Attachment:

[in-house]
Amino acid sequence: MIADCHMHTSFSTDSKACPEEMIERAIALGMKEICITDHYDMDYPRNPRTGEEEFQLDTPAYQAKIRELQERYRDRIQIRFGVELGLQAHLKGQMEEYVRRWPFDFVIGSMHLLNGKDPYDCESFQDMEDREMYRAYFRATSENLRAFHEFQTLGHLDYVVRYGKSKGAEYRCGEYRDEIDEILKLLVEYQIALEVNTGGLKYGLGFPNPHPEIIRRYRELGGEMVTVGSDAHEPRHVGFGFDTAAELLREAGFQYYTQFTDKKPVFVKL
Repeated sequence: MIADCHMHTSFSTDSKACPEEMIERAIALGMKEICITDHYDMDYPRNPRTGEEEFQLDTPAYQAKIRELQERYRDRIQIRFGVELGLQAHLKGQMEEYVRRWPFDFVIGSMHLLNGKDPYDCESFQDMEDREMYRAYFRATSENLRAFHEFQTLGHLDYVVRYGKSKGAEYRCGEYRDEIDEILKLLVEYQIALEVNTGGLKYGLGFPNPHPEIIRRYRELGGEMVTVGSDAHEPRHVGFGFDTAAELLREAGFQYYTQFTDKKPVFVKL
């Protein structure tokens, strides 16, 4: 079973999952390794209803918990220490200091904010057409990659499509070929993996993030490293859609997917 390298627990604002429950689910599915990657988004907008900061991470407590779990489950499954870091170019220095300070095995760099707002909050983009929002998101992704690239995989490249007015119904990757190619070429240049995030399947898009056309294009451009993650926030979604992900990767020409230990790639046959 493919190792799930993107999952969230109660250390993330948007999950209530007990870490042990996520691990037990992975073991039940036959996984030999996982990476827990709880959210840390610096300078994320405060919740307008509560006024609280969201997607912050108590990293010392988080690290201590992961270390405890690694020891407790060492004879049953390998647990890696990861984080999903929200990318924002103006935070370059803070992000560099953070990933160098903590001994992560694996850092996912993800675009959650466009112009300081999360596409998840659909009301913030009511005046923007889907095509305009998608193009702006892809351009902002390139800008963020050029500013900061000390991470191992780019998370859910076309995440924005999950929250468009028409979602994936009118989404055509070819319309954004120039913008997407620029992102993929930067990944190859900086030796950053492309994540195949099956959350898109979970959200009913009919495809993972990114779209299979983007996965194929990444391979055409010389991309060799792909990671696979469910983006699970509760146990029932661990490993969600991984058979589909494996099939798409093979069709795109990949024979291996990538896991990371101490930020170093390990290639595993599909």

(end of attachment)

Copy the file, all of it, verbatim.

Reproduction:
[in-house]
Amino acid sequence: MIADCHMHTSFSTDSKACPEEMIERAIALGMKEICITDHYDMDYPRNPRTGEEEFQLDTPAYQAKIRELQERYRDRIQIRFGVELGLQAHLKGQMEEYVRRWPFDFVIGSMHLLNGKDPYDCESFQDMEDREMYRAYFRATSENLRAFHEFQTLGHLDYVVRYGKSKGAEYRCGEYRDEIDEILKLLVEYQIALEVNTGGLKYGLGFPNPHPEIIRRYRELGGEMVTVGSDAHEPRHVGFGFDTAAELLREAGFQYYTQFTDKKPVFVKL
Repeated sequence: MIADCHMHTSFSTDSKACPEEMIERAIALGMKEICITDHYDMDYPRNPRTGEEEFQLDTPAYQAKIRELQERYRDRIQIRFGVELGLQAHLKGQMEEYVRRWPFDFVIGSMHLLNGKDPYDCESFQDMEDREMYRAYFRATSENLRAFHEFQTLGHLDYVVRYGKSKGAEYRCGEYRDEIDEILKLLVEYQIALEVNTGGLKYGLGFPNPHPEIIRRYRELGGEMVTVGSDAHEPRHVGFGFDTAAELLREAGFQYYTQFTDKKPVFVKL
């Protein structure tokens, strides 16, 4: 079973999952390794209803918990220490200091904010057409990659499509070929993996993030490293859609997917 390298627990604002429950689910599915990657988004907008900061991470407590779990489950499954870091170019220095300070095995760099707002909050983009929002998101992704690239995989490249007015119904990757190619070429240049995030399947898009056309294009451009993650926030979604992900990767020409230990790639046959 493919190792799930993107999952969230109660250390993330948007999950209530007990870490042990996520691990037990992975073991039940036959996984030999996982990476827990709880959210840390610096300078994320405060919740307008509560006024609280969201997607912050108590990293010392988080690290201590992961270390405890690694020891407790060492004879049953390998647990890696990861984080999903929200990318924002103006935070370059803070992000560099953070990933160098903590001994992560694996850092996912993800675009959650466009112009300081999360596409998840659909009301913030009511005046923007889907095509305009998608193009702006892809351009902002390139800008963020050029500013900061000390991470191992780019998370859910076309995440924005999950929250468009028409979602994936009118989404055509070819319309954004120039913008997407620029992102993929930067990944190859900086030796950053492309994540195949099956959350898109979970959200009913009919495809993972990114779209299979983007996965194929990444391979055409010389991309060799792909990671696979469910983006699970509760146990029932661990490993969600991984058979589909494996099939798409093979069709795109990949024979291996990538896991990371101490930020170093390990290639595993599909």